[the 'gas' in most cyliders is a liquid mixture of propane and butane. The propane is more volatile so the gas which comes off is higher in propane content. Especially in winter. If you always run it upright, you end up having burnt off all the propane and are left with butane which (again especially in winter) doesn't have enough pressure to burn properly. You end up throwing away half full gas caniisters. That's why meths (or other liquid fuel stoves are more reliable in really cold conditions
alert over


Ah, I always wondered... I stopped using those gas cylinders ages ago, I figure meths is lighter and less hassle, also less wastage. Of course, my favourite is the whale-oil rendering kiln, but it is so difficult to lug a whaling vessel around in the hills....
whale oil poster.jpg
barrels.jpg
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Re: stoves, especially for Tomsie

Postby Rudolph » Mon Feb 04, 2013 1:36 pm

morag1 wrote:Thanks MrsSanta, hmmm, that espresso maker might be a little bigger than what i was looking for. I do like my coffee but not too strong as it gives me the shakes :thumbdown: Also not sure I could manage 3 cups at a time, Rudolph must be made of tougher stuff than me!!!

Will have a look for something a bit smaller, thanks again for all the great advice :D


At the risk of dragging this thread off topic

http://www.kitchencraft.co.uk/catalogue ... 34Sg%3d%3d Very lightweight

Also try decaff ground coffee (available from all good Traidcraft stockists). I need to use that otherwise I become cheerful and optimistic about life.
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Re: stoves, especially for Tomsie

Postby whiteburn » Mon Feb 04, 2013 5:06 pm

Gas Stoves
Rudolph’s comments on the potential drop in performance in cold weather is quite correct; the typical backpacking stove canister contain a mixture of propane, isobutane and butane (Primus ‘Power gas’= 25%/ 25%/50%) at temperatures below zero the butane evaporates more slowly (the cheap canisters available are generally 100% butane and hence useless).
You can take a few simple steps to mitigate against this; carry the canister deep inside your rucksack, not in an outside pocket; pop the canister inside your jacket as you prepare camp; overnight put the canister in the bottom of your sleeping bag; employ a windshield to keep warm air around to stove (make sure the canister doesn’t get more than hand warm or you may get a nasty surprise :twisted: ). Doing this I haven’t had a problem down to well below zero.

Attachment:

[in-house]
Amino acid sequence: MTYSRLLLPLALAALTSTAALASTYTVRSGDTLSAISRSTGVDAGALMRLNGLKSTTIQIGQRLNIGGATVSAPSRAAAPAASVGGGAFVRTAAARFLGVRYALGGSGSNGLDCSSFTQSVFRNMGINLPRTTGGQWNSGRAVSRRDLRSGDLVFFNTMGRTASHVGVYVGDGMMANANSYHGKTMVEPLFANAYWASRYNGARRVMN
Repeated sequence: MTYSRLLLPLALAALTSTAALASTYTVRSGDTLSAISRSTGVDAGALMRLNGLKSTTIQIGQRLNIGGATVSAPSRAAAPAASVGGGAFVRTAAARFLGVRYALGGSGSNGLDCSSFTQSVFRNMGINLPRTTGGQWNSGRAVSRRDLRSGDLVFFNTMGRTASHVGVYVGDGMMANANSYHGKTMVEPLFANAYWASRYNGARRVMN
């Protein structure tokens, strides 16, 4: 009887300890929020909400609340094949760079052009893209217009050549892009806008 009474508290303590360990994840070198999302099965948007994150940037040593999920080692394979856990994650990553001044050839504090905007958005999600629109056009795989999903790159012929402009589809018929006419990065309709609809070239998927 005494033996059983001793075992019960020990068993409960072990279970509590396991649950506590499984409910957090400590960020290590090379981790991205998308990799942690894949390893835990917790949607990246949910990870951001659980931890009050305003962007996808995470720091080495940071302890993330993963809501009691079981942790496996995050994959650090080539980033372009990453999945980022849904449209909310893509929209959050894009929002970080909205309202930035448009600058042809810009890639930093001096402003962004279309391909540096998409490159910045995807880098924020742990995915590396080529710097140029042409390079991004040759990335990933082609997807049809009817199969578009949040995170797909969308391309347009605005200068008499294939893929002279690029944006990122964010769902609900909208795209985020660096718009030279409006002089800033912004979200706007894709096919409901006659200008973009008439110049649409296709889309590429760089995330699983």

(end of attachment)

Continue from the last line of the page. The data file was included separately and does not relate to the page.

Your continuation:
I’ve two gas stoves: a MSR micro rocket and a Vango X-Lite Ti Stove, both are good stoves, the major difference is the flame pattern. The MSR has a very focused high power flame, great for boiling water up in the small (<1L) backpacking pots/ mugs. The Vango has a much wider flame spread (uses 50% more gas when used with a small pot) and is really good for the frying pan when car camping!
After a couple of meals nearly ended up on the floor I bought a MSR canister stand, think I paid £8 for it, it’s not so important with the 230g canisters but the small 100g canisters are very unstable. I've seen other people employing tent pegs or rocks to stop the stove tipping.
I reckon on using about 30g of gas/ day during the summer, boiling ~2L of water per day, in winter this will increase due to the temperature of the water (or snow) but it's mainly down to consuming more hot fluids.
To get the most out of the canisters I’ll weigh them after a trip (an empty 230g canister weighs ~150g and a 100g ~ 90g) so that I can use the dregs on short outings.
Meths Stoves
Main advantage of meths stoves is the low weight possible for 1 -3 day backpacking trips. I have an 'Evernew' Titanium burner and a simple aluminium foil windshield and I reckon on using around 60ml of meths/ day (2L) during the summer, with a titanium mug this makes a very lightweight set up for 2 – 3 day trips (<400g).
Meths stoves do suffer from the cold, they can be quite difficult to get going when the temperature is below zero, I'll resort to keeping the stove and a small bottle (50ml) of meths somewhere warm. :shock:

Getting the one pot cooking system/ recipes perfected OR using pre-packaged meals like 'Wayfarers' or Mountain House' does mean you only need one pot. While relatively expensive I'd always recommend a titanium pot something like the MSR Titan kettle (0.85L) or Evernew Pasta Pot (1L), as they're light, nonstick and will last a life time. At the budget end there's the Alpkit MytiiMug (0.75L) but personally I find these just a little small. Due to the geometry of the mug style pots they all generally work very effectively with a pot cosy saving a lot of gas or meths.